Sep 20, 2012

The Weeknight Book Club: Battle Hymn of the Tiger Mother, Amy Chua.

www.amazon.com

Multiculturalism is back in the headlines and collective consciousness in Australia this week.  Recent events here have had many people question what it means to have tolerance for one another's religious and cultural differences.  Freedom of speech and thought is the right of every Australian but the way that small sections of the population choose to exercise these rights exploded over the weekend in Sydney when a protest over an anti-Islam Youtube video morphed from a peaceful protest into a riot that took over the normally peaceful CBD shopping district.

Last night, Frank Lowy the Australian-Israeli businessman who co-founded the Westfield empire delivered a speech to the Australian Multicultural Council in which he spoke of the need for new migrants to Australia to keep their side of the bargain by respecting the standards and values of the country they now voluntarily call home.  He spoke of the 'remarkable things that can happen in a remarkable country'.

All of which has been an interesting context in which to finally read Amy Chua's 2011 memoir, 'Battle Hymn of the Tiger Mother.  A work that roared into the world's attention with an explosive article in the Wall Street Journal which some feel was an unfair and sensationalised reading of the book but I have, unfortunately, come to realise wasn't too far off the mark.  I never read 'Battle Hymn' at the height of its controversy because I didn't feel it would anything positive, enlightening or even entertaining to my life.  I've just read it over the last couple of days out of curiosity and as a comparison to the series of books I've read written about parenting by American expatriates in France.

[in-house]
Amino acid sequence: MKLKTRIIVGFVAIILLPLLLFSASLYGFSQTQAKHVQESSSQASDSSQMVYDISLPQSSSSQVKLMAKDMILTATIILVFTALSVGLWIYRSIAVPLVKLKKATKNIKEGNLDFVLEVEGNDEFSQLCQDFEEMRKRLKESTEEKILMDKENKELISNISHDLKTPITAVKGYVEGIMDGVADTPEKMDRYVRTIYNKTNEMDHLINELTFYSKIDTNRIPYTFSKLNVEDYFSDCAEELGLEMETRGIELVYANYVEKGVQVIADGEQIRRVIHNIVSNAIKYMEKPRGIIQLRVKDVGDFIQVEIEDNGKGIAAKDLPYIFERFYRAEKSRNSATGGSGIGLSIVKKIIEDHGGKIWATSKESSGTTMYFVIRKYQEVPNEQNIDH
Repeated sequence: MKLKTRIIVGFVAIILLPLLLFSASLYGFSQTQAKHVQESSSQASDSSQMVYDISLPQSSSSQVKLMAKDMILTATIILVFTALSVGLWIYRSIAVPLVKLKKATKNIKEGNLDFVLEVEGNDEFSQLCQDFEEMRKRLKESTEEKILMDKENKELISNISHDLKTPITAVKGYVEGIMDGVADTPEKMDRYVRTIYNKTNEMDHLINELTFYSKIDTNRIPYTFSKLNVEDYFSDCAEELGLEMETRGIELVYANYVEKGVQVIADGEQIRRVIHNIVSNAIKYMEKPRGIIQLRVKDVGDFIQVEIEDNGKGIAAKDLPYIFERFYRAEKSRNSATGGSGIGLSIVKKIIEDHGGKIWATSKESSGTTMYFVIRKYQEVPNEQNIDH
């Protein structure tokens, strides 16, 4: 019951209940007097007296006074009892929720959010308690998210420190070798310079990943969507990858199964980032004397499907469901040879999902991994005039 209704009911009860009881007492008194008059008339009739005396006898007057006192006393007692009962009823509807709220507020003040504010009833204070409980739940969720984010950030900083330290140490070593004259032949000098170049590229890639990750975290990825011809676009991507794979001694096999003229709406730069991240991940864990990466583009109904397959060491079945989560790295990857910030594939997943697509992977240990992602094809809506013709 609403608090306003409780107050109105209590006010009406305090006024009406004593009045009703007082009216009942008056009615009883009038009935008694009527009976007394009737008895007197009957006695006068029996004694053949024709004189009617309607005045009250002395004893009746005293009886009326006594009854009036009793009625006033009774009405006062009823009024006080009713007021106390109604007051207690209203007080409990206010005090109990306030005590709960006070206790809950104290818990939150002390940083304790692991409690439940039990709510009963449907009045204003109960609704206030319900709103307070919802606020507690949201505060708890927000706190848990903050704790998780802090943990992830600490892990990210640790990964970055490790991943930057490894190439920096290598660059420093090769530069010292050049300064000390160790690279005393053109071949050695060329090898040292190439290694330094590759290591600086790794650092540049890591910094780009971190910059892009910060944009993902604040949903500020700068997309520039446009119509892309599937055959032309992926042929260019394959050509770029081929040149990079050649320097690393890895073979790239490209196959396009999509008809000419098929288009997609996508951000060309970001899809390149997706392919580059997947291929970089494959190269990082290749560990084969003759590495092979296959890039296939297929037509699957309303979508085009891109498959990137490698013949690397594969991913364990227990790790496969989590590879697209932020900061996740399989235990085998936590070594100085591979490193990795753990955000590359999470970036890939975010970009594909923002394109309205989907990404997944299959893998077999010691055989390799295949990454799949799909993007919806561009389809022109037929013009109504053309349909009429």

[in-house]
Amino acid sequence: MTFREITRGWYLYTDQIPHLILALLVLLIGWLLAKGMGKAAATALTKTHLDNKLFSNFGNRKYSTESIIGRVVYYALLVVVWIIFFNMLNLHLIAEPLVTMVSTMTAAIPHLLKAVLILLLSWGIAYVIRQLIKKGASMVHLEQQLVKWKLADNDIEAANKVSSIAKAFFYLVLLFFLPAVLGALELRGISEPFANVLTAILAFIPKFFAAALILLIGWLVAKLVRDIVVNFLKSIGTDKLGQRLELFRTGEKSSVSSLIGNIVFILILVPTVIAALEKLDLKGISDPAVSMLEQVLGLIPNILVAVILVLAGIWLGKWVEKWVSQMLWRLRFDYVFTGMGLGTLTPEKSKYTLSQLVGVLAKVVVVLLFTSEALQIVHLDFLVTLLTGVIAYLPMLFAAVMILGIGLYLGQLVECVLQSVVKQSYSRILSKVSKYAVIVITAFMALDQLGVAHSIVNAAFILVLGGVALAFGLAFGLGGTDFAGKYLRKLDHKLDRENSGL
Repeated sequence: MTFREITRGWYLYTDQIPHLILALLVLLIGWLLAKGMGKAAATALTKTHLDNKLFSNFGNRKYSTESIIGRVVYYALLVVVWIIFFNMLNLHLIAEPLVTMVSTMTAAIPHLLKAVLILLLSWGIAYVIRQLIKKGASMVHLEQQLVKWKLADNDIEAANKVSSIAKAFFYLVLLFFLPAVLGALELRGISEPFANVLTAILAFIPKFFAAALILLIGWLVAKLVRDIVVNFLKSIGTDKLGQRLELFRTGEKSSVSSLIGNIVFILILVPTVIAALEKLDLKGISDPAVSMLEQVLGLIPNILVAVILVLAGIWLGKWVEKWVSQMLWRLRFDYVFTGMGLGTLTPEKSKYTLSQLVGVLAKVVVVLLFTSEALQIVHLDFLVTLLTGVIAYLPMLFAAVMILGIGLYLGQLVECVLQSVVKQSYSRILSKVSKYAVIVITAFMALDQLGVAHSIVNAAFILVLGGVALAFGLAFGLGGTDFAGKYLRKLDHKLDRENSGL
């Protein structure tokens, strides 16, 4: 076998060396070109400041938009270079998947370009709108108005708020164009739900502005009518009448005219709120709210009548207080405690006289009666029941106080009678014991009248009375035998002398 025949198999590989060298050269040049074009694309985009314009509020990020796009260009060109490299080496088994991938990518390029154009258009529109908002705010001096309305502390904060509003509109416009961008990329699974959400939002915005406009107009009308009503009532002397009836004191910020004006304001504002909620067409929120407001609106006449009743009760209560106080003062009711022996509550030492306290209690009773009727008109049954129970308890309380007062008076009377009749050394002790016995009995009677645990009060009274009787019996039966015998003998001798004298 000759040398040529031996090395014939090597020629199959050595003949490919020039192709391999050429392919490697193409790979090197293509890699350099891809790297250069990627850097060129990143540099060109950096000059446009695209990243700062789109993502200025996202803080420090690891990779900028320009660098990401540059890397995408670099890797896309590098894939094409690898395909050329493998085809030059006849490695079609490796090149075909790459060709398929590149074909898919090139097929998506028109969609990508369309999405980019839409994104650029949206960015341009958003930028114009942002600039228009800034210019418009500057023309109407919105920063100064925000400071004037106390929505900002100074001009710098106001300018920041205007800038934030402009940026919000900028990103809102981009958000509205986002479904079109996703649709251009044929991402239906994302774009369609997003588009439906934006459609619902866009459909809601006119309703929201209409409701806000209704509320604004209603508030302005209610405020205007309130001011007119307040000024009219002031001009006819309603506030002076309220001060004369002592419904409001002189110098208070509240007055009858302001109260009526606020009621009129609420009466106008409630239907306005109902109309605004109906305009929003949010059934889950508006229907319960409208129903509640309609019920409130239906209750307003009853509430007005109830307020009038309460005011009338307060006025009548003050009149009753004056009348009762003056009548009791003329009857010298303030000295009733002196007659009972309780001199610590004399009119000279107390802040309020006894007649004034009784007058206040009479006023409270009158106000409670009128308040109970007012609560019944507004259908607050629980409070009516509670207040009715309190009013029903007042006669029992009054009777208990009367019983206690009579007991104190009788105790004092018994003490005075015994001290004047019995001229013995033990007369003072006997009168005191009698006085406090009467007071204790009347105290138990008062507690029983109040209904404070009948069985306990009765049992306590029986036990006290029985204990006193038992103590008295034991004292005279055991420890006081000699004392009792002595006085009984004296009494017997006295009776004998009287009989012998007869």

There are a few reasons I've drawn this long bow to connect the current challenges to Australia's multicultural identity and this book.  Chua writes of a great pride (she writes of everything she does with great pride be it actual or 'self deprecating') in her Chinese heritage and her ability to embrace 'the best' of her new home in America and 'the best' of her husband's Jewish faith all of which combined in her superior brand of Asian Parenting Alchemy to achieve results in her children (but not the family dogs).  One of Chua's academic interests is the role of ethnicity in law.  There were times when reading this book when I wondered if ethnicity was being used as a lazy explanation for all of Chua's actions.

Before I review the book, I need to clarify that my opinions are based purely on what Chua has chosen to reveal of herself and her family in 'Battle Hymn of the Tiger Mother'.  She admits to the novel being at times self depreciating and self mocking and that it is not a 'how to' manual of parenting.  Chua herself is a celebrated Law Professor at Yale.  She has defended herself at the media interviews given in relation to the book and my opinions here are in no way intended as a personal attack.  They are, instead, a surprisingly violent response to her writing and the way she has chosen to portray herself and her family.

'Battle Hymn of the Tiger Mother' is Chua's memoir of how she raised her two daughters Sophia and Lou Lou with the burning desire that they not fall victim to the 'third generation curse' of successful families.  This curse refers to the comfort and privilege being conferred onto children as a result of the hard work of their parents and grandparents before them.  These children become spoiled, lazy and entitled and hence have no desire to work as hard as their forebears.  Spurred on by this fear and perhaps her own drive and ambition, Chua pushes her children into careers as child prodigy musicians who play only the 'superior' instruments - violin or piano.

Predictably, this is not an easy road when you're also a professor and a wife.  Chua tells of how excessively 'sympathetic' she is to her students, especially those of Chinese heritage.  Not sure why but there you have it.  She limits discussion of how her husband Jed feels about the way the children are being raised as he should be allowed to tell his side of the story in his own words.